Nov. 12, 2003 – Sen. Lorraine Berry has spoken out in defense of two St. Thomas fishermen who she said have received "draconian" treatment from the British Virgin Islands government. And she has asked B.V.I. Chief Minister Orlando Smith for "compassion" in their case.
Brothers Rick and Jason Berry were arrested on Oct. 15, 2002, at West End, Tortola, as they prepared to unload 200 pounds of pot fish, worth about $550, for sale to the B.V.I. Fishing Complex. "What they were doing was pursuing a legitimate livelihood," their lawyer, Hayden St. Clair-Douglas, said as he asked for leniency last month after entering pleas of guilty to charges of fishing in B.V.I. waters without a license and registration.
The brothers' $550 catch has wound up costing them upwards of $36,000, including the loss of their boat, valued at $25,000, plus legal fees. (See "B.V.I. fines 2 fishermen $11K and takes their boat".)
Although the arrests occurred more than a year ago and the Oct. 29 sentencing on Tortola was reported widely by the local media, V.I. public officials have remained mute until now on what many see as a shocking miscarriage of justice. James O'Bryan, St. Thomas-Water Island administrator, said on Wednesday that Gov. Charles W. Turnbull has not taken an official position on the matter. "We are busy right now with flooding problems," O'Bryan added.
Sen. Berry said on Wednesday that she had written to Turnbull last year after the brothers' arrest and he had replied that he would look into the case. "I don't know if he has, but if so, it hasn't been to their benefit," she said.
Some months ago, she said, she traveled to Tortola as the invited guest speaker at a fund-raiser for former Chief Minister H. Lavity Stoutt. "While I was there," she said, "I made an appointment to meet the new governor" — Tom Macan, who had taken office in October 2002. "I spoke with him, and he was not receptive to the concerns I raised," she said. "I was not encouraged by my meeting at all."
Berry said on Wednesday that she is intensely concerned about the treatment of the brothers by the B.V.I. government.
On Oct. 29, a B.V.I. magistrate sentenced them to pay a total of $11,000 in fines and to forfeit their boat, Forever Fishing, which had been impounded since their arrest a year earlier. They also have incurred legal fees, the cost of ferry tickets and lost income due to the impounding of their boat. If they don't pay the fines by Dec. 15, they will spend six months in prison.
Sen. Berry wrote on Nov. 7 to Smith, who took office last June, appealing for understanding and asking him to intervene in the case. She noted the close relationship between the British and U.S. Virgin Islands dating back to the 18th century, saying the two territories have "the closest ties in the Caribbean, excluding Sint Maarten/St. Martin."
"Needless to say, due to your moral authority and political power, you can intervene in this matter and urge the relevant parties to be compassionate to the young men," she told Smith. She continued: "Our two societies cannot allow any issue to become rifts between us, and I urge you to use your prescience in forestalling a cycle of mutual recrimination on infractions that both territories' residents will inadvertently do."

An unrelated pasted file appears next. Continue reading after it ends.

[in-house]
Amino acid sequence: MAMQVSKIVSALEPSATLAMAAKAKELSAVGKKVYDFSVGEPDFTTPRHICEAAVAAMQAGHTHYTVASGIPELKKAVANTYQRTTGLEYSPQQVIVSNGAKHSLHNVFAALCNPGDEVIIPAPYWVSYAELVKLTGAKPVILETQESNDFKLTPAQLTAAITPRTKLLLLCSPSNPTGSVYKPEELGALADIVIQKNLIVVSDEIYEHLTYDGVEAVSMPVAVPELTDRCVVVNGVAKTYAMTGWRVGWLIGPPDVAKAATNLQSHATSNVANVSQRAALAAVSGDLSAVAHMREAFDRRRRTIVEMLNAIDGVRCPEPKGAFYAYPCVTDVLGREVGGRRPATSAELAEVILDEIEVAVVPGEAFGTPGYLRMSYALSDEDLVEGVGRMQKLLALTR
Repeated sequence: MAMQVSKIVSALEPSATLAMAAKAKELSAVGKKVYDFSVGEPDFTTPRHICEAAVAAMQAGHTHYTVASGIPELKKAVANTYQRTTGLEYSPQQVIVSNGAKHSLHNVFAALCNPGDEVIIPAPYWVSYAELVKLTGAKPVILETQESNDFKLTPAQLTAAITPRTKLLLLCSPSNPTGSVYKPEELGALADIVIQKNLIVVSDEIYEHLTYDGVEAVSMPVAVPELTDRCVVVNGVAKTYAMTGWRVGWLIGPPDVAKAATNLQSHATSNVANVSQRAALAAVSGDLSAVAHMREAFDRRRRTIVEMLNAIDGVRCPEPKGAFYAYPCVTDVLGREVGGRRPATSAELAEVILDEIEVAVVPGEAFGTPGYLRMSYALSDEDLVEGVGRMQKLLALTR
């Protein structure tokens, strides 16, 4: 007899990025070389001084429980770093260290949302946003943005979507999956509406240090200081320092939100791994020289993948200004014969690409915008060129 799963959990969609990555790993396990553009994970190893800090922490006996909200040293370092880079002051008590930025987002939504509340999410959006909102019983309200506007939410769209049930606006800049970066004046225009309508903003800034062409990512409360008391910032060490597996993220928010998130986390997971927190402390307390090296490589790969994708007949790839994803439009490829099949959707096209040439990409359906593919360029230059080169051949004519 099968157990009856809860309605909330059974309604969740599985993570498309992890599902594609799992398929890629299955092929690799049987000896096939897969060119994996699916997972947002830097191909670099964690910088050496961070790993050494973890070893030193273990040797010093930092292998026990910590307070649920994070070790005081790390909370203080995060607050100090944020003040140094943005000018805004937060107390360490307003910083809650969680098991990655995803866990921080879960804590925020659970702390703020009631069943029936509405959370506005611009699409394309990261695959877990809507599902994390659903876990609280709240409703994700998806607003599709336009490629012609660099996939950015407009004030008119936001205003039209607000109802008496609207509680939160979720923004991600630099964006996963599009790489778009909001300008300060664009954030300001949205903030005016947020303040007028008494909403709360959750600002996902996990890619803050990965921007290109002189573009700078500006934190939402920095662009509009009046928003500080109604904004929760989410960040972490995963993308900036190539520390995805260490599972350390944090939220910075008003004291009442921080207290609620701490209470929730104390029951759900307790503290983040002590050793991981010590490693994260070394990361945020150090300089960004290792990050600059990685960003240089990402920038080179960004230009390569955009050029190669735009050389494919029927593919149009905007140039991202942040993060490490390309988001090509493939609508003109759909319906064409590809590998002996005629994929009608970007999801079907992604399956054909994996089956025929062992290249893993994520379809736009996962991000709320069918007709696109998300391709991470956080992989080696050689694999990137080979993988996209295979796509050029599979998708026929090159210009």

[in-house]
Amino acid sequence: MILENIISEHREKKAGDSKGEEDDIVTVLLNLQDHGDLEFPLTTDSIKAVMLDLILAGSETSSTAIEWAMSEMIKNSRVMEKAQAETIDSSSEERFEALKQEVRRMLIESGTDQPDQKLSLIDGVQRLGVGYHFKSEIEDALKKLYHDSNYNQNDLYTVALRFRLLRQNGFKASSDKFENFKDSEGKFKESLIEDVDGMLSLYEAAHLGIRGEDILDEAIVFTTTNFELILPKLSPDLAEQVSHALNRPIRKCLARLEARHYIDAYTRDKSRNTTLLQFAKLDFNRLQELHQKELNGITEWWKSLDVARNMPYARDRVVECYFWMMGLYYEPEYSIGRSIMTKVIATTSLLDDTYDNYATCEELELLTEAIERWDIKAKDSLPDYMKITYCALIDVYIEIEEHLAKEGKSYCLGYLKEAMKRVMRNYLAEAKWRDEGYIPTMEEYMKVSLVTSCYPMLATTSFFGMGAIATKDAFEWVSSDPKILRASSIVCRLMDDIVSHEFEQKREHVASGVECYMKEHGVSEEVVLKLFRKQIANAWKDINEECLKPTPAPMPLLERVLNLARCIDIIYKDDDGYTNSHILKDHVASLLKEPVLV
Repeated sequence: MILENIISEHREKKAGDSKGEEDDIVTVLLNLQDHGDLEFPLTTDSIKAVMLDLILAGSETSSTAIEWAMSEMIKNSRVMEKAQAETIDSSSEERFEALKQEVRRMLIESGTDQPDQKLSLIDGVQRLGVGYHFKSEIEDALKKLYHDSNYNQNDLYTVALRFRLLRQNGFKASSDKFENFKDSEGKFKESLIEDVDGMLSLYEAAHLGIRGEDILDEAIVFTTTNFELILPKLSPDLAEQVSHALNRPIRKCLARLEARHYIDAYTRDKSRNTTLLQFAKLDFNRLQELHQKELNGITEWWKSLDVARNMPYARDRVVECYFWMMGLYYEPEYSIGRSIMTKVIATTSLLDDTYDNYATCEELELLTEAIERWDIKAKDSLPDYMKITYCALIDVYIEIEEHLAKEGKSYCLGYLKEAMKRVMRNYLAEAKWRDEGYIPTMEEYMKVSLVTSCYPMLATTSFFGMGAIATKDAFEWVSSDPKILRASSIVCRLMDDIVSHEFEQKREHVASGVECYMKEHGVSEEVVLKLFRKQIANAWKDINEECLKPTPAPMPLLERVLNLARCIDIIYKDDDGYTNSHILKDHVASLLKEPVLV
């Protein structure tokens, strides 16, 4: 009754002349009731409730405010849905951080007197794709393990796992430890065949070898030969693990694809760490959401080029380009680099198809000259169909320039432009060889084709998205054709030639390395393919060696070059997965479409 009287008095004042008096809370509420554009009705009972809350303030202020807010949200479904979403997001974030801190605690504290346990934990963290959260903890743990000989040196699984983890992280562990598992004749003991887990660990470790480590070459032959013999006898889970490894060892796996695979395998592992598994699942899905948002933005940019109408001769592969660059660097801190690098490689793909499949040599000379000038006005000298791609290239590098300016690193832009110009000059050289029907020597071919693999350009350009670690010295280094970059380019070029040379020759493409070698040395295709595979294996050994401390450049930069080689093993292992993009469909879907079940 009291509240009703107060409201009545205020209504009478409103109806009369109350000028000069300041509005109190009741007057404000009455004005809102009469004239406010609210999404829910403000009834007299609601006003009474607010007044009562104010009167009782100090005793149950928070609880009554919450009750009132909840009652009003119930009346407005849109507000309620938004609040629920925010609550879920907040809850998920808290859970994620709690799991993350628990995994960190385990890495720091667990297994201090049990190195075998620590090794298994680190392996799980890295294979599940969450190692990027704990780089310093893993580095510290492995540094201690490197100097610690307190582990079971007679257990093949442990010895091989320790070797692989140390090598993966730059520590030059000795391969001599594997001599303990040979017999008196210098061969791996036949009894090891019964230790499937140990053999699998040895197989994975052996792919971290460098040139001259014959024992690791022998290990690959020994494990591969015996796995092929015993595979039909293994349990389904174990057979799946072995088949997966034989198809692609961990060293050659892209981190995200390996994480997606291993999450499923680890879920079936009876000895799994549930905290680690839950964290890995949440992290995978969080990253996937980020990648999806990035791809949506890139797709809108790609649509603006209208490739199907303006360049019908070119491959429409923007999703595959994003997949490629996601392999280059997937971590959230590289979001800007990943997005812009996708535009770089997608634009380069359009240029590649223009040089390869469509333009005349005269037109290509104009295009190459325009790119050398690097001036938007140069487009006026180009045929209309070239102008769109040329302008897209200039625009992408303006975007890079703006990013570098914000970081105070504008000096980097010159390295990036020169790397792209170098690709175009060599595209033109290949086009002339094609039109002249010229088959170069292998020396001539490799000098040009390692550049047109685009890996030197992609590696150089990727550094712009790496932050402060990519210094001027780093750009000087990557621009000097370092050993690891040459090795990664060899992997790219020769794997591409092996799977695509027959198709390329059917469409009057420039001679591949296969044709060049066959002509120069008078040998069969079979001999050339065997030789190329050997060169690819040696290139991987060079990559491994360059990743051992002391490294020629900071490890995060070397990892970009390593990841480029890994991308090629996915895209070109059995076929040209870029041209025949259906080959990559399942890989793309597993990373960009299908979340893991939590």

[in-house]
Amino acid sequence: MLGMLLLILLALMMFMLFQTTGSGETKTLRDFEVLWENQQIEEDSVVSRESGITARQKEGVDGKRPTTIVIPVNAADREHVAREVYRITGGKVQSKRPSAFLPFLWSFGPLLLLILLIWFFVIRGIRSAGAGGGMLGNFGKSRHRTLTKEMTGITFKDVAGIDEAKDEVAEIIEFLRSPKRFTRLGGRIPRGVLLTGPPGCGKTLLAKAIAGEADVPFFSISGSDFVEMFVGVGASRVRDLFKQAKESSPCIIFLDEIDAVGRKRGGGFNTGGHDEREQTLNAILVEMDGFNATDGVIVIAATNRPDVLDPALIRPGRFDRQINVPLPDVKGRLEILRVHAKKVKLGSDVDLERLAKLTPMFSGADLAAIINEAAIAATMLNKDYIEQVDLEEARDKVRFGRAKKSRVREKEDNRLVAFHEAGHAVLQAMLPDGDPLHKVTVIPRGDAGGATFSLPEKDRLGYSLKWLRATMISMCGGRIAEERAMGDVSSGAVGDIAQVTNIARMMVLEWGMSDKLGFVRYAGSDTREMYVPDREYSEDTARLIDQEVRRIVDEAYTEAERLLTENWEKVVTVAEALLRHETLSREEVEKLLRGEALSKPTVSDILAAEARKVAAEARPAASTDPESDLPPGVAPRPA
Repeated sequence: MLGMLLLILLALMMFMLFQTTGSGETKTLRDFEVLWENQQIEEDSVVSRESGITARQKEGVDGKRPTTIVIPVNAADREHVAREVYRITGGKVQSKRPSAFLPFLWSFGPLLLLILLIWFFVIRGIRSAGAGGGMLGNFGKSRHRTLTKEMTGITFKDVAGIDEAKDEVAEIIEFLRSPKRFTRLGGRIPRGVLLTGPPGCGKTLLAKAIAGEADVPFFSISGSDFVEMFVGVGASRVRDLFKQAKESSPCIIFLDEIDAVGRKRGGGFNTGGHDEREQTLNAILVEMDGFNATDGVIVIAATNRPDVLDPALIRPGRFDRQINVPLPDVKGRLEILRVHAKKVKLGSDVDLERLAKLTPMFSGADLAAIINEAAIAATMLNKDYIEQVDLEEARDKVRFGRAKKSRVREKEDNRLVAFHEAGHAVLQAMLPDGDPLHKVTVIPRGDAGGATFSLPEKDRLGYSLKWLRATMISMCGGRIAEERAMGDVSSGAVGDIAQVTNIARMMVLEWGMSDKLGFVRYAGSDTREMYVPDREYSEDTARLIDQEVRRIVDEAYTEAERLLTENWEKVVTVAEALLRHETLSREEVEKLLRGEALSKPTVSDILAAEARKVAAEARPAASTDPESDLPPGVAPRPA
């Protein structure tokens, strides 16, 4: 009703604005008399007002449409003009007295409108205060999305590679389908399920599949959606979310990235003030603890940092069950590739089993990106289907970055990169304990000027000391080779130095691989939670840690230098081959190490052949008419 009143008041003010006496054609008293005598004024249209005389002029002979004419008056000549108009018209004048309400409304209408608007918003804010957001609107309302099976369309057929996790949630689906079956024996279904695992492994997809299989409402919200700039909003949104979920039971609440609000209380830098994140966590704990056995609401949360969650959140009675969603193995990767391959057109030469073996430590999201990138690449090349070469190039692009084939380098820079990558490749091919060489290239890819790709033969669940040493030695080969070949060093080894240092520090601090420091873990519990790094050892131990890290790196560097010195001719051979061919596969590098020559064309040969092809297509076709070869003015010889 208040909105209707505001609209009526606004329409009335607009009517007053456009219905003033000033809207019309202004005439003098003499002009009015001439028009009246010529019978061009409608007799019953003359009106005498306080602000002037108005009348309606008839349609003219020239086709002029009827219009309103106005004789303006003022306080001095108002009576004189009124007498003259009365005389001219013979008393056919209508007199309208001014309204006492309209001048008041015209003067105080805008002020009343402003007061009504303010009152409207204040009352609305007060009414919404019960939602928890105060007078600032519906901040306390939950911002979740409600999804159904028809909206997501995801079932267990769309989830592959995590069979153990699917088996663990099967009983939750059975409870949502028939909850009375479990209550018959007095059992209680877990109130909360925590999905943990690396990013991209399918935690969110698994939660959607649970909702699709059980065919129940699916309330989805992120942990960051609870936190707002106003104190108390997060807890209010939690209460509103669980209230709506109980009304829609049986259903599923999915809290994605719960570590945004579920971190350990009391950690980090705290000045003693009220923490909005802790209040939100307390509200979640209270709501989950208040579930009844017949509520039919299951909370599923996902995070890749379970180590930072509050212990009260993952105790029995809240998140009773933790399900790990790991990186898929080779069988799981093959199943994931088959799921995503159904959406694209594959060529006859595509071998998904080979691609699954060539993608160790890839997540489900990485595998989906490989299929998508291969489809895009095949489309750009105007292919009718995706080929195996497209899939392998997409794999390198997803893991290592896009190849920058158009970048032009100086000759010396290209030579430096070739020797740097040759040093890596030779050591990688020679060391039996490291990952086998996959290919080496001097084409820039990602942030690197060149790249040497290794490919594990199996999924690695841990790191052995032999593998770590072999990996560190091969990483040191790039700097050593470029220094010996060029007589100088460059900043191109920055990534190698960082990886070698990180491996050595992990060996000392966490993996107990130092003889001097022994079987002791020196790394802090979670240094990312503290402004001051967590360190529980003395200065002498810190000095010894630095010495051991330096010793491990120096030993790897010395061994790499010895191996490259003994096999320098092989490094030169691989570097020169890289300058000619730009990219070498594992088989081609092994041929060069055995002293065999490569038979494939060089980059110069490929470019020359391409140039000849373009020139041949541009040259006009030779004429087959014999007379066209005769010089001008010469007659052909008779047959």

Sen. Berry said an investigation by her office determined "an apparent desultory pattern" dating back to the tenure of the previous chief minister, Ralph O'Neal.
First, she wrote, after the Forever Fishing was halted for fishing in B.V.I. waters, those aboard "were treated like common criminals, i.e., narcotics traffickers or illegal alien smugglers."
"Once it became clear that they were working with a B.V.I. entrepreneur, the issue shifted to the perception of illegal commerce," she told Smith. The brothers admitted in court that they had been working with expired fishing licenses but said that was because their B.V.I. business partner had not fulfilled his agreement get the documents renewed, although he had been paid to do so.
"Ironically, despite their candor," Sen. Berry wrote Smith, "Jason and Rick had the 'book thrown at them.'"
Stating that the brothers are not relatives of hers, merely constituents who share the same last name, Berry told Smith that her office has been inundated with calls from other concerned constituents. She said she is "acutely aware of past tendencies of commercial and recreational fishermen from the U.S. Virgin Islands to ignore maritime borders." However, she said, that is not the case with the Berrys.
"In the case of the Berry brothers, I must frankly state that from the U.S. Virgin Islands' perspective, the posture of your judiciary is overly harsh and unjust," she said.
Sen. Berry told Smith she is aware that his National Democratic Party is committed to "expand your marine industry," which she called "admirable." However, she wrote, "we see room for greater understanding and mercy to the Berry brothers."
A fund-raising event for the brothers and their families is planned for Saturday or Sunday of Thanksgiving weekend at Hull Bay. Sen. Berry said the exact date and other details will be announced shortly.
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